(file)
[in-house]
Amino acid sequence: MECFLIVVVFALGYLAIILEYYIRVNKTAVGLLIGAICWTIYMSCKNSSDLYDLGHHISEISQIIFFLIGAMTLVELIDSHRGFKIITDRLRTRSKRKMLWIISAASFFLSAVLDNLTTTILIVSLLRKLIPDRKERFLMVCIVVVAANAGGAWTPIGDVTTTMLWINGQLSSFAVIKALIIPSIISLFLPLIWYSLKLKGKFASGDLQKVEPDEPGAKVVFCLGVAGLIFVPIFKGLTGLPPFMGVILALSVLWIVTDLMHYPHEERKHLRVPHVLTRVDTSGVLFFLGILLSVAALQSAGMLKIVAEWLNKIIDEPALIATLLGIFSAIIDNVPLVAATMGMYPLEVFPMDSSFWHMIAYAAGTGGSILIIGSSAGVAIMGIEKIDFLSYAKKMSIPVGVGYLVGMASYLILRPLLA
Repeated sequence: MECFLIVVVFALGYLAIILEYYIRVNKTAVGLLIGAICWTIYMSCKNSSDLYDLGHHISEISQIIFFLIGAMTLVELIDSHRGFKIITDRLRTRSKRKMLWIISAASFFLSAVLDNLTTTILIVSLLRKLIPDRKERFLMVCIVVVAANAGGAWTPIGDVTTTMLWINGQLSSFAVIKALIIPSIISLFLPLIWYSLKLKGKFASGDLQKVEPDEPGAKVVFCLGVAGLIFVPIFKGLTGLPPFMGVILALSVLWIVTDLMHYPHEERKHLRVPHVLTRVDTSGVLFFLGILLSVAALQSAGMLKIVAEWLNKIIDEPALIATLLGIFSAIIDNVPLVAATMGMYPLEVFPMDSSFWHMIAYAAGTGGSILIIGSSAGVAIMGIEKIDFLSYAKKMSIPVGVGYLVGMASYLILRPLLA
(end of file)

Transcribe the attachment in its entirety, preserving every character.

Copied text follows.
[in-house]
Amino acid sequence: MECFLIVVVFALGYLAIILEYYIRVNKTAVGLLIGAICWTIYMSCKNSSDLYDLGHHISEISQIIFFLIGAMTLVELIDSHRGFKIITDRLRTRSKRKMLWIISAASFFLSAVLDNLTTTILIVSLLRKLIPDRKERFLMVCIVVVAANAGGAWTPIGDVTTTMLWINGQLSSFAVIKALIIPSIISLFLPLIWYSLKLKGKFASGDLQKVEPDEPGAKVVFCLGVAGLIFVPIFKGLTGLPPFMGVILALSVLWIVTDLMHYPHEERKHLRVPHVLTRVDTSGVLFFLGILLSVAALQSAGMLKIVAEWLNKIIDEPALIATLLGIFSAIIDNVPLVAATMGMYPLEVFPMDSSFWHMIAYAAGTGGSILIIGSSAGVAIMGIEKIDFLSYAKKMSIPVGVGYLVGMASYLILRPLLA
Repeated sequence: MECFLIVVVFALGYLAIILEYYIRVNKTAVGLLIGAICWTIYMSCKNSSDLYDLGHHISEISQIIFFLIGAMTLVELIDSHRGFKIITDRLRTRSKRKMLWIISAASFFLSAVLDNLTTTILIVSLLRKLIPDRKERFLMVCIVVVAANAGGAWTPIGDVTTTMLWINGQLSSFAVIKALIIPSIISLFLPLIWYSLKLKGKFASGDLQKVEPDEPGAKVVFCLGVAGLIFVPIFKGLTGLPPFMGVILALSVLWIVTDLMHYPHEERKHLRVPHVLTRVDTSGVLFFLGILLSVAALQSAGMLKIVAEWLNKIIDEPALIATLLGIFSAIIDNVPLVAATMGMYPLEVFPMDSSFWHMIAYAAGTGGSILIIGSSAGVAIMGIEKIDFLSYAKKMSIPVGVGYLVGMASYLILRPLLA